• Kennedy says two events are planned in August at Zuni Pueblo:

The Zuni Arts & Cultural Expo, a juried arts show, emphasizes authentic Native American arts. Featured at the event, Aug. 9-10, are traditional Zuni dances, art demonstrations, an arts raffle and more. Contact the Zuni Cultural Arts Council at 505-862-1285.

Also, the 50th Annual Zuni McKinley County Fair, Aug. 22-23, will feature daily parades, traditional dances, powwow and country music, food, youth activities, art markets, carnival rides and more. Contact Zuni Visitor Center, 505-782-7238.

Two routes to Zuni are both scenic: Take I-40, 78 miles west of Albuquerque to exit 81, south/southwest 76 miles on NM 53. Or take I-40, 138 miles west of Albuquerque to exit 20, south on NM 602, to junction in 33 miles with NM 53, then 10 miles southwest on NM 53.

  • Jemez Pueblo kicks off the summer season on Memorial Day weekend with a celebration at its Red Rocks Arts and Crafts Show, says Mary Pecos of the Walatowa Visitors Center. Saturday and Sunday, May 24-25, feature traditional dances from across the area with a powwow on Monday, May 26. Arts and crafts and food are available.

Jemez’s summer feast day is on Aug. 2 for St. Persingula, Our Lady of the Angels, she says. For information, call the visitors center at 575-834-7235.

To get there take I-25, 16 miles north of Albuquerque, exit 242, northwest 25 miles on NM 44, junction with NM 4 at San Ysidro, 4 miles northeast on NM 4.

  • Santa Clara, between Santa Fe and Taos, celebrates two summer feast days, St. Anthony with corn dances on June 13 and St. Clare, Aug. 12 with harvest dances, says Jessica Naranjo of the pueblo, 505-753-7330. Santa Clara Pueblo offers visitors a number of highly diverse attractions, from tours of the prehistoric cliff dwellings of Puye to sightseeing, fishing and camping in the nearby canyon. Visit for information about the tours.

To get their take I-25 north to Santa Fe, 84/285 north of Santa Fe 24 miles, junction with NM 201 in Española, 1 mile southwest on NM 30. There is a sign on the highway.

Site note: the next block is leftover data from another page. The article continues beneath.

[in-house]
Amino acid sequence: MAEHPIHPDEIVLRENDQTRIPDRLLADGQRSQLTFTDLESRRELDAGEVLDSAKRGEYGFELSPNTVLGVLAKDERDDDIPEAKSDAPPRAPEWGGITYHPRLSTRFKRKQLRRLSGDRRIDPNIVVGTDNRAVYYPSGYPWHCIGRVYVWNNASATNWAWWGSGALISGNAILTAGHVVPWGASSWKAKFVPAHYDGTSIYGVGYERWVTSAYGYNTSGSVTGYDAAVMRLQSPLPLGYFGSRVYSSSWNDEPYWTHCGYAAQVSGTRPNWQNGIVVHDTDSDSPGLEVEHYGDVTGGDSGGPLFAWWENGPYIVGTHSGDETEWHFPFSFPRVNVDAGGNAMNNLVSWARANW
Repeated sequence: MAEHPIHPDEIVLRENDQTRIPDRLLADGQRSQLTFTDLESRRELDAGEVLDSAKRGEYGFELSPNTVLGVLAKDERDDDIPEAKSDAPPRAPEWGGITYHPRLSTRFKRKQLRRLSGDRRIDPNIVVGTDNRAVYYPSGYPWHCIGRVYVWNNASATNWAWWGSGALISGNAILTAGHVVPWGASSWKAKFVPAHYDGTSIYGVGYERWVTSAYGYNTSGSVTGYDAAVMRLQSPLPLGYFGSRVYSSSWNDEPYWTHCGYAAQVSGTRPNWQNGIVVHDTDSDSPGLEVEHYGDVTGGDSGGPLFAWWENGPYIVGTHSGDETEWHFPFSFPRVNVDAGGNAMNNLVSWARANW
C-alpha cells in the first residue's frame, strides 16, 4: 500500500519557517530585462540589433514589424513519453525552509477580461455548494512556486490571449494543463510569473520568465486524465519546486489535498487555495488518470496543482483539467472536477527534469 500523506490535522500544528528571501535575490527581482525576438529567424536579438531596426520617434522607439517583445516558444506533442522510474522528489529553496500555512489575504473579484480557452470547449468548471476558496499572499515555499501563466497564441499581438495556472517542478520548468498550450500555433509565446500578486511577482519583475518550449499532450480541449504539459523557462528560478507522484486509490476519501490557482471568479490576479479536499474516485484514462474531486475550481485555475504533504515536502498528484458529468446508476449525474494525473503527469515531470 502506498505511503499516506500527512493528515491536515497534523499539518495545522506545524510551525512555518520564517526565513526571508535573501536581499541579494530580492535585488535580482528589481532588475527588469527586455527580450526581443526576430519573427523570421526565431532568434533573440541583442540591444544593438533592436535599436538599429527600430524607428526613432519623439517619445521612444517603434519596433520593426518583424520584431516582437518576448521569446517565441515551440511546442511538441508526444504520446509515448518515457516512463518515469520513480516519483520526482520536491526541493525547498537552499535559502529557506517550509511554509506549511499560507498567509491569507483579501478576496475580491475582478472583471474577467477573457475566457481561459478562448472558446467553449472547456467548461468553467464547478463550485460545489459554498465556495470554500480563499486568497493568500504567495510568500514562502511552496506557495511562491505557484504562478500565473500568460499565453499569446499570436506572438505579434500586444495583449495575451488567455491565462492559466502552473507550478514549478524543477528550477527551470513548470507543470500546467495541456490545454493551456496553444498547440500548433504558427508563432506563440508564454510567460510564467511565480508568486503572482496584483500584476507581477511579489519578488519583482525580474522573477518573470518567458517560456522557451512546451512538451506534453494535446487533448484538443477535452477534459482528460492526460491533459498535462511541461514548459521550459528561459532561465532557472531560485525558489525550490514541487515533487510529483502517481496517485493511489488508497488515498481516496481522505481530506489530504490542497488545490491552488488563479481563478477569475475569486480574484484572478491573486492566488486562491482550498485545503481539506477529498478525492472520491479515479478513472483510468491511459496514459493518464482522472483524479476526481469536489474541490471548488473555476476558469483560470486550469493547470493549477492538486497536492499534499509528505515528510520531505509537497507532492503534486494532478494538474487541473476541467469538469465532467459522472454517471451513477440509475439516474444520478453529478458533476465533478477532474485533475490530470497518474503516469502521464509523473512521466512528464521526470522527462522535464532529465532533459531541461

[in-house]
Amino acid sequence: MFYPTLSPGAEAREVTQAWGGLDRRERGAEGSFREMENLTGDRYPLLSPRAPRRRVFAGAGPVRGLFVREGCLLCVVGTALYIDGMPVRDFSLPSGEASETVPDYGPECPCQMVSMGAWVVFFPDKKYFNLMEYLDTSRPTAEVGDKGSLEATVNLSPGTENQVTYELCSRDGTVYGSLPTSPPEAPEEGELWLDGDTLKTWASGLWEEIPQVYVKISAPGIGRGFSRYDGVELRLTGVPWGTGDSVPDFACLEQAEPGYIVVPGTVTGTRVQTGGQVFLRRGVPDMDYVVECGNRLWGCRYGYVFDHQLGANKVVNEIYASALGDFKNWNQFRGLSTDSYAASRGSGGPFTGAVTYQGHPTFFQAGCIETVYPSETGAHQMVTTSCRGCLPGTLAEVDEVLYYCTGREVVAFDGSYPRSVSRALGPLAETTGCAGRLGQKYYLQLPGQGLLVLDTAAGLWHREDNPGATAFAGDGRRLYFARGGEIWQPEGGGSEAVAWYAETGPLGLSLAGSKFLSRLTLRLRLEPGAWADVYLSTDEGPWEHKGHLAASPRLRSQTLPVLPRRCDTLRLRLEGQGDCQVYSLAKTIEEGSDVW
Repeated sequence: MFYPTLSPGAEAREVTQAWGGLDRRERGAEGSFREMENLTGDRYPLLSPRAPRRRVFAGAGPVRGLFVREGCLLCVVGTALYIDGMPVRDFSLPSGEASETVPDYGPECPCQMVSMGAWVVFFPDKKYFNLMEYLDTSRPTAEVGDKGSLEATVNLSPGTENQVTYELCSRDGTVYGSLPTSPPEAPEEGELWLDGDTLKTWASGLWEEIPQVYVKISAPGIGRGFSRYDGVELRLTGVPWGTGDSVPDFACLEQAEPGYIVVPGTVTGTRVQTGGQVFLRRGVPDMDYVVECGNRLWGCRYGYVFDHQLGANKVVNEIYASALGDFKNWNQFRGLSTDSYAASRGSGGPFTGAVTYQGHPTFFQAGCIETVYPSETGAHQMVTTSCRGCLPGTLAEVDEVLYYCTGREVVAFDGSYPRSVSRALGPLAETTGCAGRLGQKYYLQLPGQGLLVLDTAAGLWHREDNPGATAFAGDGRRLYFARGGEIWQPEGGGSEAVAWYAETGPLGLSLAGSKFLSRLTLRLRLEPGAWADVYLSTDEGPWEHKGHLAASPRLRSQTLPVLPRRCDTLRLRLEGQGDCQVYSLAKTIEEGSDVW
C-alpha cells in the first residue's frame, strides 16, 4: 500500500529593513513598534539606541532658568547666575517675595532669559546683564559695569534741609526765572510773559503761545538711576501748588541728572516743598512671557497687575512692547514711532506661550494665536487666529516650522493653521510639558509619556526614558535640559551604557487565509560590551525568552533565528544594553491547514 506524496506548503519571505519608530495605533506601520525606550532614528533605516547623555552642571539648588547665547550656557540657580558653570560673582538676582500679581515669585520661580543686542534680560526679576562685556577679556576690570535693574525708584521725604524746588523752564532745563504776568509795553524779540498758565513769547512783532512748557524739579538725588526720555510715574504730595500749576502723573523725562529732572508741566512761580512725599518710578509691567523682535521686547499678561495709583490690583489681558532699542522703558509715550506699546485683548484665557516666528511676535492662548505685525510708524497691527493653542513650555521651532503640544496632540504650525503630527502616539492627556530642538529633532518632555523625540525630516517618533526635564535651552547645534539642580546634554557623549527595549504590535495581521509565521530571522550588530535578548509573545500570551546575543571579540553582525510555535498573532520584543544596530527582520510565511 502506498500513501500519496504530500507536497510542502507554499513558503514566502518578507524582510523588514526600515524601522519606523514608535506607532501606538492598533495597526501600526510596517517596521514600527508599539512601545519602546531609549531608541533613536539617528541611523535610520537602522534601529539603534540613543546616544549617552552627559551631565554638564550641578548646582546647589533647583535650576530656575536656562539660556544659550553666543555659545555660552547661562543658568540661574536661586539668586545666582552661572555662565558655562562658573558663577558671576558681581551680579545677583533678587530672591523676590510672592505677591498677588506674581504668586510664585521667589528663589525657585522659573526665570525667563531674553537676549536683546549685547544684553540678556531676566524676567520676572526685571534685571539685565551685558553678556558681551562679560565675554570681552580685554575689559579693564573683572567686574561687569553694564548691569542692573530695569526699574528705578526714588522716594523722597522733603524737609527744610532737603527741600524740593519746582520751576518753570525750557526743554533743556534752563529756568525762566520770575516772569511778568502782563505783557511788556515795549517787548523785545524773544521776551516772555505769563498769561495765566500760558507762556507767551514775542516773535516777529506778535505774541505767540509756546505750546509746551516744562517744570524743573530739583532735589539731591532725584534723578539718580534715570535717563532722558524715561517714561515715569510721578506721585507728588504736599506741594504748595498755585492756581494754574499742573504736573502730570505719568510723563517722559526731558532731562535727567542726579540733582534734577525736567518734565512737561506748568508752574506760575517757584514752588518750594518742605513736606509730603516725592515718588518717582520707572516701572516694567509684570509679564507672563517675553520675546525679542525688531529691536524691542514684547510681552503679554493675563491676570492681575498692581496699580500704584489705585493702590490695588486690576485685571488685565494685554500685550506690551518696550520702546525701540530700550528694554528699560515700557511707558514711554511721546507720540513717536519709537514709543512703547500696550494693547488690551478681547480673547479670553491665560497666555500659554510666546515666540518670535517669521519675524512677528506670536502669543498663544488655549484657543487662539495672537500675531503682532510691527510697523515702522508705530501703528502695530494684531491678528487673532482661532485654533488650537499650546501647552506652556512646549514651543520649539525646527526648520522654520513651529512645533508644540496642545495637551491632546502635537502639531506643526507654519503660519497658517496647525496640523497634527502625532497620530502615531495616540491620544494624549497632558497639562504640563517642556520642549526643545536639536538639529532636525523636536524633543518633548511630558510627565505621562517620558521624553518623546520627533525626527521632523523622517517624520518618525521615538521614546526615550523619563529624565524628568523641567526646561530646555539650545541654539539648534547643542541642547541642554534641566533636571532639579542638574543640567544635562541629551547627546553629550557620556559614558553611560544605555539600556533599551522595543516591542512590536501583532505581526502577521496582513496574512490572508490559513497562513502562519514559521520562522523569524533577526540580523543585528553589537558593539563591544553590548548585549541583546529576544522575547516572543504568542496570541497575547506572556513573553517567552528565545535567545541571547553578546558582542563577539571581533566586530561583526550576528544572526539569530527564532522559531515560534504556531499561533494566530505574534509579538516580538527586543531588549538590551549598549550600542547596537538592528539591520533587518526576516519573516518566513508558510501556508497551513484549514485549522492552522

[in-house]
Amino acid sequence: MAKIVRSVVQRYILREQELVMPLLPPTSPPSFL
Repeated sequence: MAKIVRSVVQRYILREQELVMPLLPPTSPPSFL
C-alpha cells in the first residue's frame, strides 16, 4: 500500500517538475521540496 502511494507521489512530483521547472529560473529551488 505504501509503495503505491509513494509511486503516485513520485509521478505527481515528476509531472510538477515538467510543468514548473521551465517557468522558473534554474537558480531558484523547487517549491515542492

• Ohkay Owingeh celebrates the feast day of St. John the Baptist, June 24. Contact the tribal office at 505-852-4400.

Take I-25 north to Santa Fe, 84/285 north of Santa Fe 24.3 miles, junction with NM 68 in Española, 4 miles north on NM 68, junction with NM 74, 1 mile west on NM 74.

  • Cochiti Pueblo, north of Albuquerque, celebrates St. Bonaventure, July 14.

Take I-25, 33 miles north of Albuquerque, exit 259, north 14 miles on NM 22. Call 505-465-2244 or visit

  • Santa Ana Pueblo celebrates the feast day of St. Anne, July 26, spokeswoman Sharon Lujan says.

To get there, take I-25, 16 miles north of Albuquerque, exit 242, northwest 10 miles on NM 44. The pueblo celebrates St. Anne’s feast day at the old pueblo, nine miles west on NM 550. For information call 505-867-3301 or visit

  • Zia Pueblo, west of Santa Ana Pueblo, celebrates Our Lady of the Assumption on Aug. 15. “We have corn dances,” says Tammy Pino. “The public is invited.” Although festivities will start about 10 or 11 a.m., people may come earlier to get a place to park. Call 505-867-3304.

Take I-25, 16 miles north of Albuquerque, exit 242, northwest 18 miles on NM 44. There is a sign on the highway.

  • Isleta Pueblo celebrates two feast days, Aug. 28 and Sept. 4, says Adele Lujan, as well as other events.

Take I-25, 12 miles south of Albuquerque, exit 213, south 2 miles on NM 314 to the junction with NM 147, 1 mile south on NM 147.

Call 505-869-3111 or visit

  • Renee Bautista at Laguna, west of Albuquerque, says the pueblo celebrates the feast day of St. Anne, July 26, at one of the older villages. Bautista says harvest dances will be featured. Award-winning filmmaker Billy Luther of the Navajo, Hopi and Laguna Pueblo tribes, made a documentary about the feast day, “Grab,” that explores the celebration and the pueblo.

Take I-40, 43 miles west of Albuquerque, exit 114 onto Route 66, also NM 124 W, go 1.3 miles, make a u-turn at Laguna Tribal Road onto Route 66, NM 124 E and go 0.1 mile. Call 552-6654 or visit